Avoid flood waters at Flooding Creek and Port of Sale

The Macalister River, flooded. Photo: Trev at the Lions Village

SOUTHERN Rural Water’s managing director, Cameron FitzGerald, has defended the time it took for the water authority to drain Lake Glenmaggie in response to criticism from locals, in the wake of flooding along the Macalister River.

Newry dairy farmer, Tim Dwyer, said the lake should have been drained earlier considering the weather forecast.

“When there was a major flood warning at Licola they only had 4500 megalitres being released,” Mr Dwyer told the ABC.

Willow Park, Rosedale on Wednesday morning. Photo: Liam Durkin.

“That’s not acceptable. We’ve had a forecast for this rain for about a week now.”

But Mr Fitzgerald said that the weather conditions in the region had exceeded expectations.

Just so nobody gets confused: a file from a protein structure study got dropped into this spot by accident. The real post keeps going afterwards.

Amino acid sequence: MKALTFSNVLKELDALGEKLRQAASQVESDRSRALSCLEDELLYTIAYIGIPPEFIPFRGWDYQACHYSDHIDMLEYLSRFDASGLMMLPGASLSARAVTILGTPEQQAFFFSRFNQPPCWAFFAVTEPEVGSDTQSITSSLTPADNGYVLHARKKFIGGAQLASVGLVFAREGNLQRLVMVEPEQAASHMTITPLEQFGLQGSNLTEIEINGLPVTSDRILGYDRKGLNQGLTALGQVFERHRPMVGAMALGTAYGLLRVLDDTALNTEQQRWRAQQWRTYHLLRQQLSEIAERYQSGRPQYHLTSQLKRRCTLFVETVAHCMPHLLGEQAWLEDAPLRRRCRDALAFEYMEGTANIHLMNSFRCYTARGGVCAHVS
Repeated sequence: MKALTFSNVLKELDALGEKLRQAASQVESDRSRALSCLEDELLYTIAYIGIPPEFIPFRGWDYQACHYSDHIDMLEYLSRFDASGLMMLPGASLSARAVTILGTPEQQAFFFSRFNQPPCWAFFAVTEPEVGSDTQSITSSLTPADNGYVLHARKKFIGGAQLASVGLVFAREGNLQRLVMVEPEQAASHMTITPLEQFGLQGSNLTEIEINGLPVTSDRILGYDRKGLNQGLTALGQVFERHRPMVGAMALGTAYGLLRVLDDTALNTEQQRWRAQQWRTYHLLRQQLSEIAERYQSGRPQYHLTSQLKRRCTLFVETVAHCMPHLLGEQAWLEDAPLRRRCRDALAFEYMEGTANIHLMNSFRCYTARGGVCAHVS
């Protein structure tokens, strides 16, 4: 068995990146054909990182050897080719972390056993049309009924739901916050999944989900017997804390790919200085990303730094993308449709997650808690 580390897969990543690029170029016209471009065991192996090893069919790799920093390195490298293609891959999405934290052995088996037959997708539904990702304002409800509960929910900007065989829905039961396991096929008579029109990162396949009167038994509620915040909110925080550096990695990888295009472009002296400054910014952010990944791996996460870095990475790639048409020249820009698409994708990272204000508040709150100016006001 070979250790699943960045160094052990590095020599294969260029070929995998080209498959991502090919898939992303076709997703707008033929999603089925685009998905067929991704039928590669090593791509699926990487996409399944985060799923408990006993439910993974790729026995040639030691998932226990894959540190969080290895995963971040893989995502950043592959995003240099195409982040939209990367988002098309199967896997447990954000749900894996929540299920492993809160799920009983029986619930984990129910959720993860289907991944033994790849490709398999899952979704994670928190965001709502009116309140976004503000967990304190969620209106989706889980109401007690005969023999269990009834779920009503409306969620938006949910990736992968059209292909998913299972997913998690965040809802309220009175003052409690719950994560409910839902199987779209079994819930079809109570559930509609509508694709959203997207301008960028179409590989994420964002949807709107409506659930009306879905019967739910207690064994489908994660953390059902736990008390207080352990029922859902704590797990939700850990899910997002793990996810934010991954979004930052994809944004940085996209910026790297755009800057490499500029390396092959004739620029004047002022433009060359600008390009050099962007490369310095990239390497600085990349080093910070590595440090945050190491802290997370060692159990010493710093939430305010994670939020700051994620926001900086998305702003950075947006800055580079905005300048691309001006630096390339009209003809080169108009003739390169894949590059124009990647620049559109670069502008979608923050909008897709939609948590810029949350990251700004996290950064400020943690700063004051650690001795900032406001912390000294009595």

“Two days ago we had bushfires, we are in an El Nino event and we do need water for people later in the season to be able to continue to grow their produce, fruit and vegetables and create milk,” he told the ABC.

“So we are always thinking about the full balance of how we manage this storage.”

ELSEWHERE, on Wednesday afternoon, Gippsland Water asked the public to avoid contact with Flooding Creek waterways, including the Port of Sale, until further notice.

Heavily diluted sewage has spilled from the Park Street sewer pump station in Sale following significant rainfall over October 3 and 4.

Gippsland Water has asked locals to avoid the area as a precautionary measure.

The Environment Protection Authority (EPA) and Wellington Shire Council have been informed.

Crews are onsite managing the situation and are focused on minimising public impact as much as possible.

For more information and to stay up to date, visit gippswater.com.au/emergencies


A small lake developed next to the train line in Wurruk. Photo: Liam Durkin

Lake Guthridge inundated. Photo: Melissa Bone

Lake Guthridge rising rapidly on Wednesday. Photo: Melissa Bone